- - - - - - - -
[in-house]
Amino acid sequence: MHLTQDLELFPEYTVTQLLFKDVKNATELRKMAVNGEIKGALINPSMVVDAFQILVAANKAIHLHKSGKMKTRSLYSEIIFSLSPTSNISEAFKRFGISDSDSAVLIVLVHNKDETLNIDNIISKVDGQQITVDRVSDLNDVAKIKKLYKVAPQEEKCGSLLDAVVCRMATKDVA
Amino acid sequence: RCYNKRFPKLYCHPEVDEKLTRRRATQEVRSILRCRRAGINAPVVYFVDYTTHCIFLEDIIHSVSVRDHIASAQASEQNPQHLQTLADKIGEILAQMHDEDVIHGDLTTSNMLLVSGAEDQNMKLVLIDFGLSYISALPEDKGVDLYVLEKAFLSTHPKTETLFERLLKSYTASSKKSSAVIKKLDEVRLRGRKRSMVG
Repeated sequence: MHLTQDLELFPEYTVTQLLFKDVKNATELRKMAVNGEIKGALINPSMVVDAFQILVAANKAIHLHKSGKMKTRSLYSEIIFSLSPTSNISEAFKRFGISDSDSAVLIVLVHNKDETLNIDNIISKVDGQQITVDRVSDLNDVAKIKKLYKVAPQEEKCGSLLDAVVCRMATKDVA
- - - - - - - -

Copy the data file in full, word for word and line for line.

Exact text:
[in-house]
Amino acid sequence: MHLTQDLELFPEYTVTQLLFKDVKNATELRKMAVNGEIKGALINPSMVVDAFQILVAANKAIHLHKSGKMKTRSLYSEIIFSLSPTSNISEAFKRFGISDSDSAVLIVLVHNKDETLNIDNIISKVDGQQITVDRVSDLNDVAKIKKLYKVAPQEEKCGSLLDAVVCRMATKDVA
Amino acid sequence: RCYNKRFPKLYCHPEVDEKLTRRRATQEVRSILRCRRAGINAPVVYFVDYTTHCIFLEDIIHSVSVRDHIASAQASEQNPQHLQTLADKIGEILAQMHDEDVIHGDLTTSNMLLVSGAEDQNMKLVLIDFGLSYISALPEDKGVDLYVLEKAFLSTHPKTETLFERLLKSYTASSKKSSAVIKKLDEVRLRGRKRSMVG
Repeated sequence: MHLTQDLELFPEYTVTQLLFKDVKNATELRKMAVNGEIKGALINPSMVVDAFQILVAANKAIHLHKSGKMKTRSLYSEIIFSLSPTSNISEAFKRFGISDSDSAVLIVLVHNKDETLNIDNIISKVDGQQITVDRVSDLNDVAKIKKLYKVAPQEEKCGSLLDAVVCRMATKDVA